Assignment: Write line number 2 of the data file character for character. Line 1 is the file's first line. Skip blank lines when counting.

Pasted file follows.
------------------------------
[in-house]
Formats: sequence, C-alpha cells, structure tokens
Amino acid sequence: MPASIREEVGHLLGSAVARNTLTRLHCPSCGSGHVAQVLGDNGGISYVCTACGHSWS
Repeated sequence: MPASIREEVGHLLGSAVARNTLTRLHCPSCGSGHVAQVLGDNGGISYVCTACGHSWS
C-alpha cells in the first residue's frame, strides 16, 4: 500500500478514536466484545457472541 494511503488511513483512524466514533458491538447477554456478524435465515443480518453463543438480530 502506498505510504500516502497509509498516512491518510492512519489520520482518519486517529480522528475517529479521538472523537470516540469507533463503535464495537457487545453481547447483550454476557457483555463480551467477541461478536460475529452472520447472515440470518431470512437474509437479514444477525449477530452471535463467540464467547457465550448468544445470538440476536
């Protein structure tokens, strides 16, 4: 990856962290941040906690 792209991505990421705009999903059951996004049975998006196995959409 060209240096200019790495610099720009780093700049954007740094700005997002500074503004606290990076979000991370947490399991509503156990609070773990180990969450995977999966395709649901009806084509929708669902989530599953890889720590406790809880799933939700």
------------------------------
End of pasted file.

Formats: sequence, C-alpha cells, structure tokens